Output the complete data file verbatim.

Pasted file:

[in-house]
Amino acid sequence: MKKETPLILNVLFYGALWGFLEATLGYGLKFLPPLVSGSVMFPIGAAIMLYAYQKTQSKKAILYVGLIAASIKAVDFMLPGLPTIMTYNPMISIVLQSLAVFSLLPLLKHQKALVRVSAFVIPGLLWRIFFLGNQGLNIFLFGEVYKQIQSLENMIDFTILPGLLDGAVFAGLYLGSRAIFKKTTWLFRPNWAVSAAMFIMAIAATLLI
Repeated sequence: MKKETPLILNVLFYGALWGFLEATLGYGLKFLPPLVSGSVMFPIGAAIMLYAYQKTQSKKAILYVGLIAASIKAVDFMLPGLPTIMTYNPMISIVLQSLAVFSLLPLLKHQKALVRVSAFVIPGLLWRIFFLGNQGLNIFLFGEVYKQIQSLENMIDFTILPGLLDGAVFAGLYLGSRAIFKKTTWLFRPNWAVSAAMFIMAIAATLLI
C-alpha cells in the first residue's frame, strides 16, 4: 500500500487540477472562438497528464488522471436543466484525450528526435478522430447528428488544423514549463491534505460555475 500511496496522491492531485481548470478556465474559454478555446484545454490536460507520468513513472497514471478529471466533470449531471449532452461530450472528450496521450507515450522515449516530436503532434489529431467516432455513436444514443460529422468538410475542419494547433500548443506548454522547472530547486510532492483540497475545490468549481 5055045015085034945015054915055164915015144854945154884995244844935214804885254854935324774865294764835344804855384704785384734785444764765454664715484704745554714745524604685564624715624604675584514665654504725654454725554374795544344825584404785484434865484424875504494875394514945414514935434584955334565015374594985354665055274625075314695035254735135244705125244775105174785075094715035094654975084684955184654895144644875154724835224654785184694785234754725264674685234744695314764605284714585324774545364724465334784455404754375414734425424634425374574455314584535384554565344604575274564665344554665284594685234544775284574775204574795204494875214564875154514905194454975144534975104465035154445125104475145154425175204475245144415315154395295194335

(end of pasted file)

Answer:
[in-house]
Amino acid sequence: MKKETPLILNVLFYGALWGFLEATLGYGLKFLPPLVSGSVMFPIGAAIMLYAYQKTQSKKAILYVGLIAASIKAVDFMLPGLPTIMTYNPMISIVLQSLAVFSLLPLLKHQKALVRVSAFVIPGLLWRIFFLGNQGLNIFLFGEVYKQIQSLENMIDFTILPGLLDGAVFAGLYLGSRAIFKKTTWLFRPNWAVSAAMFIMAIAATLLI
Repeated sequence: MKKETPLILNVLFYGALWGFLEATLGYGLKFLPPLVSGSVMFPIGAAIMLYAYQKTQSKKAILYVGLIAASIKAVDFMLPGLPTIMTYNPMISIVLQSLAVFSLLPLLKHQKALVRVSAFVIPGLLWRIFFLGNQGLNIFLFGEVYKQIQSLENMIDFTILPGLLDGAVFAGLYLGSRAIFKKTTWLFRPNWAVSAAMFIMAIAATLLI
C-alpha cells in the first residue's frame, strides 16, 4: 500500500487540477472562438497528464488522471436543466484525450528526435478522430447528428488544423514549463491534505460555475 500511496496522491492531485481548470478556465474559454478555446484545454490536460507520468513513472497514471478529471466533470449531471449532452461530450472528450496521450507515450522515449516530436503532434489529431467516432455513436444514443460529422468538410475542419494547433500548443506548454522547472530547486510532492483540497475545490468549481 5055045015085034945015054915055164915015144854945154884995244844935214804885254854935324774865294764835344804855384704785384734785444764765454664715484704745554714745524604685564624715624604675584514665654504725654454725554374795544344825584404785484434865484424875504494875394514945414514935434584955334565015374594985354665055274625075314695035254735135244705125244775105174785075094715035094654975084684955184654895144644875154724835224654785184694785234754725264674685234744695314764605284714585324774545364724465334784455404754375414734425424634425374574455314584535384554565344604575274564665344554665284594685234544775284574775204574795204494875214564875154514905194454975144534975104465035154445125104475145154425175204475245144415315154395295194335